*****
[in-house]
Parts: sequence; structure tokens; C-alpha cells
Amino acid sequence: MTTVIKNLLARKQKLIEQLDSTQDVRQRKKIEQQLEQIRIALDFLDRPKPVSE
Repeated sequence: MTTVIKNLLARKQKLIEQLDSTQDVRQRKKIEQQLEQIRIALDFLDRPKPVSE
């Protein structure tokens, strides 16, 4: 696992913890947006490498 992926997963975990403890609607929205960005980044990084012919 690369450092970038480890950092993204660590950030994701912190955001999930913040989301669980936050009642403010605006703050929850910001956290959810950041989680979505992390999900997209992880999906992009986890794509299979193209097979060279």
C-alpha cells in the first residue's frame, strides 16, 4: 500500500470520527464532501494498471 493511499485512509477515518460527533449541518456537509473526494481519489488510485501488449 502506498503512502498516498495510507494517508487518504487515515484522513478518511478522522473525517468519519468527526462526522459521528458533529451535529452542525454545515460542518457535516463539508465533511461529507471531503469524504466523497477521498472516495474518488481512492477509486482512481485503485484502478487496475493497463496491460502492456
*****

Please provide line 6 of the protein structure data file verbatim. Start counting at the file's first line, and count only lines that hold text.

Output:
C-alpha cells in the first residue's frame, strides 16, 4: 500500500470520527464532501494498471 493511499485512509477515518460527533449541518456537509473526494481519489488510485501488449 502506498503512502498516498495510507494517508487518504487515515484522513478518511478522522473525517468519519468527526462526522459521528458533529451535529452542525454545515460542518457535516463539508465533511461529507471531503469524504466523497477521498472516495474518488481512492477509486482512481485503485484502478487496475493497463496491460502492456